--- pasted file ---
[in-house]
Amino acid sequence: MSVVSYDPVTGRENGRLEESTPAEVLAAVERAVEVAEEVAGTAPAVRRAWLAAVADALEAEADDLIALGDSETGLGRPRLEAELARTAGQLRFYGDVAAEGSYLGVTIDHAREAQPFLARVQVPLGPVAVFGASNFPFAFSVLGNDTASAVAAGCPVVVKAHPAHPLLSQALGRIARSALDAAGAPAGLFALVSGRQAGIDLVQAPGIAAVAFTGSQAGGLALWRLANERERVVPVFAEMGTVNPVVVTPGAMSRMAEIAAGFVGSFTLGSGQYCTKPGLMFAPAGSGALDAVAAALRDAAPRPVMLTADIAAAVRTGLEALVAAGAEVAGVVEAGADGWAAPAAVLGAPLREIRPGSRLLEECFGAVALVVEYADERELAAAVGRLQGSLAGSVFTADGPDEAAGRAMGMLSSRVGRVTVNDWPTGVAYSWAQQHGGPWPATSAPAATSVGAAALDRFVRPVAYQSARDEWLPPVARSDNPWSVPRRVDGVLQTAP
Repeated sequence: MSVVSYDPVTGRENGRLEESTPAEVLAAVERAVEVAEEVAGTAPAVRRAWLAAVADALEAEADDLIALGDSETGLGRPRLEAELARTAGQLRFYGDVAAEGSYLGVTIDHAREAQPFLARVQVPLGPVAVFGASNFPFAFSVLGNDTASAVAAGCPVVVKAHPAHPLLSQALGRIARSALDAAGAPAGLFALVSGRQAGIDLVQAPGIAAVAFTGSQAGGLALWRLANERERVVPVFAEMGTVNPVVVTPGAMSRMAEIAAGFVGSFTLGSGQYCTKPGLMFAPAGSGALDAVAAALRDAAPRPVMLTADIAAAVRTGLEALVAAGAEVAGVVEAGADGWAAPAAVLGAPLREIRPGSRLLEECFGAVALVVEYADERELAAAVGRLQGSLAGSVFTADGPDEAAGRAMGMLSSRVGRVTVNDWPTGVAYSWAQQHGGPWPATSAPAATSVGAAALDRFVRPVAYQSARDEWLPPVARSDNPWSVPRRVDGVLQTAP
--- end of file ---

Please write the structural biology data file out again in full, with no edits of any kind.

[in-house]
Amino acid sequence: MSVVSYDPVTGRENGRLEESTPAEVLAAVERAVEVAEEVAGTAPAVRRAWLAAVADALEAEADDLIALGDSETGLGRPRLEAELARTAGQLRFYGDVAAEGSYLGVTIDHAREAQPFLARVQVPLGPVAVFGASNFPFAFSVLGNDTASAVAAGCPVVVKAHPAHPLLSQALGRIARSALDAAGAPAGLFALVSGRQAGIDLVQAPGIAAVAFTGSQAGGLALWRLANERERVVPVFAEMGTVNPVVVTPGAMSRMAEIAAGFVGSFTLGSGQYCTKPGLMFAPAGSGALDAVAAALRDAAPRPVMLTADIAAAVRTGLEALVAAGAEVAGVVEAGADGWAAPAAVLGAPLREIRPGSRLLEECFGAVALVVEYADERELAAAVGRLQGSLAGSVFTADGPDEAAGRAMGMLSSRVGRVTVNDWPTGVAYSWAQQHGGPWPATSAPAATSVGAAALDRFVRPVAYQSARDEWLPPVARSDNPWSVPRRVDGVLQTAP
Repeated sequence: MSVVSYDPVTGRENGRLEESTPAEVLAAVERAVEVAEEVAGTAPAVRRAWLAAVADALEAEADDLIALGDSETGLGRPRLEAELARTAGQLRFYGDVAAEGSYLGVTIDHAREAQPFLARVQVPLGPVAVFGASNFPFAFSVLGNDTASAVAAGCPVVVKAHPAHPLLSQALGRIARSALDAAGAPAGLFALVSGRQAGIDLVQAPGIAAVAFTGSQAGGLALWRLANERERVVPVFAEMGTVNPVVVTPGAMSRMAEIAAGFVGSFTLGSGQYCTKPGLMFAPAGSGALDAVAAALRDAAPRPVMLTADIAAAVRTGLEALVAAGAEVAGVVEAGADGWAAPAAVLGAPLREIRPGSRLLEECFGAVALVVEYADERELAAAVGRLQGSLAGSVFTADGPDEAAGRAMGMLSSRVGRVTVNDWPTGVAYSWAQQHGGPWPATSAPAATSVGAAALDRFVRPVAYQSARDEWLPPVARSDNPWSVPRRVDGVLQTAP